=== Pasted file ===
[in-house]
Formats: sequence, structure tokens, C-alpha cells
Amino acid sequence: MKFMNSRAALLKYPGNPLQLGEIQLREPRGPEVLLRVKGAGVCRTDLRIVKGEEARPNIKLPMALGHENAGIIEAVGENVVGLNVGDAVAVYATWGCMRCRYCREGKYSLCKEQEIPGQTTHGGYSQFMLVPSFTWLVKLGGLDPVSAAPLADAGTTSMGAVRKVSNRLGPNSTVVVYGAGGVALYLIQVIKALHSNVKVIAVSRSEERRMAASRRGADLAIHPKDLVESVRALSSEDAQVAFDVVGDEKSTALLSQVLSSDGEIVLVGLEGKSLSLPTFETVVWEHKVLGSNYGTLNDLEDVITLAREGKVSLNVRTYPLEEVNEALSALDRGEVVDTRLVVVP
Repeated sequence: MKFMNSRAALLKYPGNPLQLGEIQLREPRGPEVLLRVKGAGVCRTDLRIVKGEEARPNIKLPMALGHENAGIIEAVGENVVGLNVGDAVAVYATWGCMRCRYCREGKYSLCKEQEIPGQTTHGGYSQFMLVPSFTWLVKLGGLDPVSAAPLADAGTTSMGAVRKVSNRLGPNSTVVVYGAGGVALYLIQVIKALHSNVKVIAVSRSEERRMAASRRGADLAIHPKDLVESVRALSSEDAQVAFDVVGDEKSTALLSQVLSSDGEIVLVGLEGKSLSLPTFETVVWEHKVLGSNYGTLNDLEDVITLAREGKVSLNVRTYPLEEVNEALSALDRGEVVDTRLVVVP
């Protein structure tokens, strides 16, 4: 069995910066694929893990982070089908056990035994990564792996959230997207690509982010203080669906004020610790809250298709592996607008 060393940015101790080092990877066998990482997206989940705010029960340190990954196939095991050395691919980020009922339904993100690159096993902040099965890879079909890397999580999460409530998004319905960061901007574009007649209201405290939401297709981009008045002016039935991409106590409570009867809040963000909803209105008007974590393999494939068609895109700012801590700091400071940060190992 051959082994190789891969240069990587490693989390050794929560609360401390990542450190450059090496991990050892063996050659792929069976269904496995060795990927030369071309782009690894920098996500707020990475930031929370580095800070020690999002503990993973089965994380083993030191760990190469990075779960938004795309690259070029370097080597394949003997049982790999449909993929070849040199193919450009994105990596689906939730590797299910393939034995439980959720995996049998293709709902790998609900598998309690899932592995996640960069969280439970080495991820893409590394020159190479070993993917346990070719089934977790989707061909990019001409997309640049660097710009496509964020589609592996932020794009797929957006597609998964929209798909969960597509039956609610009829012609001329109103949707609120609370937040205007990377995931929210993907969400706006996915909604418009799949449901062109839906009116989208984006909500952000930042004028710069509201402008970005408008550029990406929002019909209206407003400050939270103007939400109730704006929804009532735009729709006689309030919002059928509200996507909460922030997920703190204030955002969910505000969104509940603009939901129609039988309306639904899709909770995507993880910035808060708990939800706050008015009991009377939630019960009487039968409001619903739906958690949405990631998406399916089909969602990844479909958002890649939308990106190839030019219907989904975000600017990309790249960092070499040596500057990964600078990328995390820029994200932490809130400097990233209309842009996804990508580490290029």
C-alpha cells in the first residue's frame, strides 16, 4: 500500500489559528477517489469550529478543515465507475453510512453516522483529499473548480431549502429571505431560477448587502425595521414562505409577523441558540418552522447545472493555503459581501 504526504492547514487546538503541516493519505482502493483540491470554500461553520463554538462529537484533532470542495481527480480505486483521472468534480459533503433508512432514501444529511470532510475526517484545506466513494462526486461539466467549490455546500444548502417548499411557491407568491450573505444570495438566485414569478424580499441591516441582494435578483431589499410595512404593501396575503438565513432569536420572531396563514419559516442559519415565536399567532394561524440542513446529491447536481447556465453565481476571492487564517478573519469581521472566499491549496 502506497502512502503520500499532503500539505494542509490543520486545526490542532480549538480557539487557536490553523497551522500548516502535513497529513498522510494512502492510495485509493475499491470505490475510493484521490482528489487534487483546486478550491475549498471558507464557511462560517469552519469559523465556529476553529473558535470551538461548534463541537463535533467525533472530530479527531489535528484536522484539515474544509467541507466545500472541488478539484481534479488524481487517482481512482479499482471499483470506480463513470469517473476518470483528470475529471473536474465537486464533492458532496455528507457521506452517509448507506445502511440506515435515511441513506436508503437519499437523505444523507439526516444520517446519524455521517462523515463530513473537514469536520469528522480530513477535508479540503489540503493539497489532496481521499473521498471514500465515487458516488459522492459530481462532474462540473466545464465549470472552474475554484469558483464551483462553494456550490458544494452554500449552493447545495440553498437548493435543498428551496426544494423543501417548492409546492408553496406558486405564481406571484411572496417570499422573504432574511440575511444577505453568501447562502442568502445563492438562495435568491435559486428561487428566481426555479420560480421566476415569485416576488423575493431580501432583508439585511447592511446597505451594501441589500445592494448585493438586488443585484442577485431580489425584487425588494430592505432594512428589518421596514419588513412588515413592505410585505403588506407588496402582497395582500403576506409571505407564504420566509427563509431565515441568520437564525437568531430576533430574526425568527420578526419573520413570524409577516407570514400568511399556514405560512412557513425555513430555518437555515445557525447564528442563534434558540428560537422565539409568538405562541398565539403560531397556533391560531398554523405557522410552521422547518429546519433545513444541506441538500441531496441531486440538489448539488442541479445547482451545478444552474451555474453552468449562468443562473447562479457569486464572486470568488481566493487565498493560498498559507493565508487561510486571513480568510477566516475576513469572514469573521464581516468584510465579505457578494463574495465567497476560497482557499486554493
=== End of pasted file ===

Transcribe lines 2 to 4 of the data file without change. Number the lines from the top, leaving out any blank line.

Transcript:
Formats: sequence, structure tokens, C-alpha cells
Amino acid sequence: MKFMNSRAALLKYPGNPLQLGEIQLREPRGPEVLLRVKGAGVCRTDLRIVKGEEARPNIKLPMALGHENAGIIEAVGENVVGLNVGDAVAVYATWGCMRCRYCREGKYSLCKEQEIPGQTTHGGYSQFMLVPSFTWLVKLGGLDPVSAAPLADAGTTSMGAVRKVSNRLGPNSTVVVYGAGGVALYLIQVIKALHSNVKVIAVSRSEERRMAASRRGADLAIHPKDLVESVRALSSEDAQVAFDVVGDEKSTALLSQVLSSDGEIVLVGLEGKSLSLPTFETVVWEHKVLGSNYGTLNDLEDVITLAREGKVSLNVRTYPLEEVNEALSALDRGEVVDTRLVVVP
Repeated sequence: MKFMNSRAALLKYPGNPLQLGEIQLREPRGPEVLLRVKGAGVCRTDLRIVKGEEARPNIKLPMALGHENAGIIEAVGENVVGLNVGDAVAVYATWGCMRCRYCREGKYSLCKEQEIPGQTTHGGYSQFMLVPSFTWLVKLGGLDPVSAAPLADAGTTSMGAVRKVSNRLGPNSTVVVYGAGGVALYLIQVIKALHSNVKVIAVSRSEERRMAASRRGADLAIHPKDLVESVRALSSEDAQVAFDVVGDEKSTALLSQVLSSDGEIVLVGLEGKSLSLPTFETVVWEHKVLGSNYGTLNDLEDVITLAREGKVSLNVRTYPLEEVNEALSALDRGEVVDTRLVVVP